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Feb 19, 2014

Peer and Self-Evaluation of Participation in Discussion

We often focus on presentation skills as oral communication skills, but students also need to learn skills for leading and contributing to productive group discussions. Small group discussions can easily go off the rails when students indulge in off-topic talking, inadequate listening, and disrespectful behavior. The dynamic quality of class discussion presents challenges to faculty who would like to hold students accountable for the quality of their participation in these discussions.

Multhaup (2008) describes how to prepare students for substantive class discussions and suggests two strategies for evaluating student contributions to class discussion. Many of these strategies can also be adapted for the online environment.

Establish ground rules for effective class discussion (first week of class)
Establish expectations for class discussions by facilitating a think-pair-share activity during the first week of the term.

  • Think. Ask students to reflect silently on the characteristics of great class discussions they’ve experienced and identify things that undermine a good discussion.
  • Pair. Students discuss their thoughts in pairs (not naming any specific courses, professors, or students).
  • Share. Bring the class together as a group and ask pairs to discuss the highlights of their discussion.

Use the comments from the group discussion to identify some ground rules and expectations for individual participation in class discussion during the remainder of the term.

Adaptation for online courses
Create a threaded discussion based on questions such as

  • What kinds of contributions to an online discussion make the thread worth reading?
  • What kinds of contributions help you learn course concepts?
  • What kinds of contributions are not helpful?

Peer evaluation of the quality of participation in discussion
Require students to complete a Participation Survey three or four times during the term. Each student must complete the following three evaluation elements for every student in the class, including themselves:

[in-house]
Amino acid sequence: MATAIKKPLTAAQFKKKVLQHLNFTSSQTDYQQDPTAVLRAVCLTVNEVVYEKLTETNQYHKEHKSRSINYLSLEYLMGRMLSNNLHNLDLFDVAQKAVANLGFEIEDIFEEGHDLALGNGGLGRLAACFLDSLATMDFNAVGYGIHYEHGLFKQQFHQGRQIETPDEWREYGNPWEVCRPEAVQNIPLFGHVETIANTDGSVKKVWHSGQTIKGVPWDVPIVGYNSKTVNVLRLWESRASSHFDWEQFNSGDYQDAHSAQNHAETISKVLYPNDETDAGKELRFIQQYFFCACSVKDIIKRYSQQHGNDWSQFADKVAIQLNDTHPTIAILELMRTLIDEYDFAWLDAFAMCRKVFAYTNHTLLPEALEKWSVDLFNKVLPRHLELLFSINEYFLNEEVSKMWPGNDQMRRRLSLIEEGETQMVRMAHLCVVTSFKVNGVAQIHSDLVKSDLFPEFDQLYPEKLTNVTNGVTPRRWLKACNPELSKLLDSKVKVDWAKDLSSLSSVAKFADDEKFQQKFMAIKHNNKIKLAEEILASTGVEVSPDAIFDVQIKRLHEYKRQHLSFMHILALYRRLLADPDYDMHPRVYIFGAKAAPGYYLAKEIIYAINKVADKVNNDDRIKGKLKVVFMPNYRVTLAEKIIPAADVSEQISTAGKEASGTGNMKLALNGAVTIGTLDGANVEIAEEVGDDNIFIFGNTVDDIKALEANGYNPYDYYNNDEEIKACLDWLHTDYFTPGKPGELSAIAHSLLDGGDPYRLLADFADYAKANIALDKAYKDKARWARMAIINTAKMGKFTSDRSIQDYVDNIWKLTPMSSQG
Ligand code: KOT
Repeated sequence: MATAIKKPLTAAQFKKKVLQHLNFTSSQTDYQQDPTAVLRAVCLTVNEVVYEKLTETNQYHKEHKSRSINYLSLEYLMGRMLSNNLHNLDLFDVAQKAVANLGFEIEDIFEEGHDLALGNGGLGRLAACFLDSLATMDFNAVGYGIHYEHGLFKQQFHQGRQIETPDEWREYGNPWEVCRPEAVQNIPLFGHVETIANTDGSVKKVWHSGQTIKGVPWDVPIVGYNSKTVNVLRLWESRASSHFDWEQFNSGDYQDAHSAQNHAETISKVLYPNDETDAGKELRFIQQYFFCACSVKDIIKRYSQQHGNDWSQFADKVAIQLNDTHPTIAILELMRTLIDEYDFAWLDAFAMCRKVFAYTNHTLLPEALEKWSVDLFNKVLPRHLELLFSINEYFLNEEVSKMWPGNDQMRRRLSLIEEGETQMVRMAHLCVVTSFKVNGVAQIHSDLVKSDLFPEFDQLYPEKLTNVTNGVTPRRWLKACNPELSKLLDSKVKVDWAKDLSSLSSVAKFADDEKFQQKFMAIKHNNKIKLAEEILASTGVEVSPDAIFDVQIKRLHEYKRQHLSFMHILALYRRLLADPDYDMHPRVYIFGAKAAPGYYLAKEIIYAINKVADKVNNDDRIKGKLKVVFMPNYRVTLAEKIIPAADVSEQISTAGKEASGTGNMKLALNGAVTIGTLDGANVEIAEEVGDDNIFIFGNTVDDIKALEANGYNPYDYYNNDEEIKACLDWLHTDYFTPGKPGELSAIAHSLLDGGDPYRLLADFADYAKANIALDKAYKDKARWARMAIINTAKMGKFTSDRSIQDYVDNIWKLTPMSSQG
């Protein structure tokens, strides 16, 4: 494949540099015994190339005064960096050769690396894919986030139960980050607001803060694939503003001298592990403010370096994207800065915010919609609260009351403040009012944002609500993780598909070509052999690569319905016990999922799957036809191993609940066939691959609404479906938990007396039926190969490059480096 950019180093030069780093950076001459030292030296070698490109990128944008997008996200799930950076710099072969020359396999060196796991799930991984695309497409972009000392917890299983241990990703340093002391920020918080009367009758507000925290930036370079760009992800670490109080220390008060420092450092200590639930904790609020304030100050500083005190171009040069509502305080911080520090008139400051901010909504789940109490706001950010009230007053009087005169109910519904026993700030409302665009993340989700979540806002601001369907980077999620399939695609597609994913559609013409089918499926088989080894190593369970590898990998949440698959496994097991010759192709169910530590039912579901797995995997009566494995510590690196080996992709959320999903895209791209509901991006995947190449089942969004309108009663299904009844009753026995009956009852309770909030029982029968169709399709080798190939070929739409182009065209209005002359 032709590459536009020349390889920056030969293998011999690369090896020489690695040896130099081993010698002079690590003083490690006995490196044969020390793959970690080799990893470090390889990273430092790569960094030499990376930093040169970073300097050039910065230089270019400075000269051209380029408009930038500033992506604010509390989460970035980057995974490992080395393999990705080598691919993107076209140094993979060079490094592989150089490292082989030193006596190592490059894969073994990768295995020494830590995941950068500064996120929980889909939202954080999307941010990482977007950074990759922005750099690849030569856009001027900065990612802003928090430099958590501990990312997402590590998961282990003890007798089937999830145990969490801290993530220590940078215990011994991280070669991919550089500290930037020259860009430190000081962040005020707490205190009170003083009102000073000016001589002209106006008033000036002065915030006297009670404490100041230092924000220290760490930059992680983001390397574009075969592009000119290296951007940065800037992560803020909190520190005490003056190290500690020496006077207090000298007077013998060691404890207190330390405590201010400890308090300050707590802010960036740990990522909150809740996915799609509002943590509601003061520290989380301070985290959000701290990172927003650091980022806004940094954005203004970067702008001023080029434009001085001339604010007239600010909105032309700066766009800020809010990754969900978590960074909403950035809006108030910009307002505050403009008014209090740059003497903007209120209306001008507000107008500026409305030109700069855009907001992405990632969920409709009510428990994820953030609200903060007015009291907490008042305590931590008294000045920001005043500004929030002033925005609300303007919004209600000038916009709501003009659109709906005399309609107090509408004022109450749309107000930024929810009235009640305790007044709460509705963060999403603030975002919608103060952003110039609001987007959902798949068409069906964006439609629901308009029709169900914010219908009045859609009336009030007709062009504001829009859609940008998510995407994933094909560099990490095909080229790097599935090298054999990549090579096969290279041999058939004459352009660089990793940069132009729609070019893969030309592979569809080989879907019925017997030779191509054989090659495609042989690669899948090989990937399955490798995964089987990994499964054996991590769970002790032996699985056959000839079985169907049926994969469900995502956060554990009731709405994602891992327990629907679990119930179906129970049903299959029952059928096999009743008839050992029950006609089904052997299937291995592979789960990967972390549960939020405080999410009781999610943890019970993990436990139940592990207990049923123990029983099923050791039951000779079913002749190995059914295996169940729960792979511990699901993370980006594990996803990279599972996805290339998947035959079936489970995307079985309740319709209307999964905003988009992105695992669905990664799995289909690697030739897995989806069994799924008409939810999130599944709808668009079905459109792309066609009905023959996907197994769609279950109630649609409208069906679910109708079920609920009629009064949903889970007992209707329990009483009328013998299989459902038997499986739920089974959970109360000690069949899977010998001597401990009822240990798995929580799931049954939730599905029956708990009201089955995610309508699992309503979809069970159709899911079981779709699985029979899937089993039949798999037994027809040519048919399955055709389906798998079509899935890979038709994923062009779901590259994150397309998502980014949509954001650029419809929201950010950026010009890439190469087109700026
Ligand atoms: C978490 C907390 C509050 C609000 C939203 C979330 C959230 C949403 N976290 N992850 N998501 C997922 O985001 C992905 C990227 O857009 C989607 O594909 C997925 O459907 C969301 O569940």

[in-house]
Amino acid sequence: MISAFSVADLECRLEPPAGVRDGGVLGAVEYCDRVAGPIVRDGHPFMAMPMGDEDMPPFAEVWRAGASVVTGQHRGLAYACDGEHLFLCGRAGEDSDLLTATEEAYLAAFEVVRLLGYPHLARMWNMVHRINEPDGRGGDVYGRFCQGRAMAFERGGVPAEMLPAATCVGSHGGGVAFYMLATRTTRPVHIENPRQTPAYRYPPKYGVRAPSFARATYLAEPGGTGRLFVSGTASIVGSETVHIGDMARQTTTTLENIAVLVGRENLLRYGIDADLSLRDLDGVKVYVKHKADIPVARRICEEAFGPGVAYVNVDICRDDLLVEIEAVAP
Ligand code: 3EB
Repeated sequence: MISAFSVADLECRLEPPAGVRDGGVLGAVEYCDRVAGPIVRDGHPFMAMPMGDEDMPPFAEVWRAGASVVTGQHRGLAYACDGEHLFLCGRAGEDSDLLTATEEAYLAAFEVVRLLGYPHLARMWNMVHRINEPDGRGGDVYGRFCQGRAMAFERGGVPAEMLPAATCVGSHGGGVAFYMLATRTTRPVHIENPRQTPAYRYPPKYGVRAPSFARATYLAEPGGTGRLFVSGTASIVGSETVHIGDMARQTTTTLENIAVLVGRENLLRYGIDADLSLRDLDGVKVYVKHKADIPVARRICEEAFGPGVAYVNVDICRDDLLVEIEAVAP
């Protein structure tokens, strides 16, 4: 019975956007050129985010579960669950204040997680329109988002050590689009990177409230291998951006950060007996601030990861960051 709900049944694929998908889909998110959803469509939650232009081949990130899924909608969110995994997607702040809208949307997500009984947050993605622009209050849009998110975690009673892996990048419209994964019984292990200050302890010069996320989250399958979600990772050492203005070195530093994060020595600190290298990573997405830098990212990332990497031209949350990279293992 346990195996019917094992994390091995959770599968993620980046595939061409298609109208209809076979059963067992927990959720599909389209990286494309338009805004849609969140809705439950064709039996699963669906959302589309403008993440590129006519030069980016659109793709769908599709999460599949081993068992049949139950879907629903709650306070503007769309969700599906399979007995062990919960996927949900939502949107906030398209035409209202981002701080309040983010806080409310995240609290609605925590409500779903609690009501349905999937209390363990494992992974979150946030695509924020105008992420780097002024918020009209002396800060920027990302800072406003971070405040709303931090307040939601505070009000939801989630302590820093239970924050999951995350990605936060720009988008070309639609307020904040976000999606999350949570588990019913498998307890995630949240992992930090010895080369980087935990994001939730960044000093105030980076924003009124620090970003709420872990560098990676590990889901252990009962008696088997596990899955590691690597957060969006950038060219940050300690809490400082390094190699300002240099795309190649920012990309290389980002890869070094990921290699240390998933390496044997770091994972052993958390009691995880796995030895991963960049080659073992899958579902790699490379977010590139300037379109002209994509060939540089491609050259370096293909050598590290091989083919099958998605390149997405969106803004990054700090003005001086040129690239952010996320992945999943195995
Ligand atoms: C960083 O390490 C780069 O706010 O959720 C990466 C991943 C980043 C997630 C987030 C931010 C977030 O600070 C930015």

1. [Student name]: needs to talk more / talks about the right amount / needs to talk less
  2. [Student name] 6-point rating of the quality of contributions to discussions (1 = unacceptable, added nothing to discussions, 6 = outstanding, comments in every class have been helpful)
  3. Open-ended comment about the student’s role either as a discussion facilitator or participant

Compile the collective (anonymous) feedback for individual students and distribute this feedback to each student. If necessary, edit comments or add your own comments.

Adaptation for online courses
Create an assignment or survey in Blackboard in which students answer these questions. You can make completion of the feedback a graded assignment (completed/not completed), compile the feedback information for individual students, and distribute this feedback through the course email function or provide it as feedback within Blackboard.
If you ask students to facilitate a discussion, gather peer feedback about this skill.

After each facilitated discussion, members of the discussion group complete a peer feedback survey for the discussion leader. The peer feedback answers the following questions:

  1. I was prepared for the discussion (true/false)
  2. The discussion leader was organized and prepared (6-point rating scale)
  3. The discussion leader asked good questions (6-point rating scale)
  4. The discussion/activity helped increase my understanding (6-point rating scale)
  5. Describe one thing the discussion leader did well
  6. What might the discussion leader have done differently to make the discussion better?
  7. Other comments (optional)
  8. Overall evaluation of today’s class (6-point rating scale)

Provide feedback several times during the term to enable students to improve their participation and discussion skills over time.


  • Multhaup, K. S. (2008, Spring). Using class discussions to improve oral communication skills. Teaching Tips (APA Division 20 – Adult Development and Aging).


To follow up on any of these ideas, please contact me at This Weekly Teaching Note was adapted from a contribution to the Teaching and Learning Writing Consortium hosted at Western Kentucky University and organized by Seneca College and New York Institute of Technology.

Claudia J. Stanny, PhD, Director
Center for University Teaching, Learning, and Assessment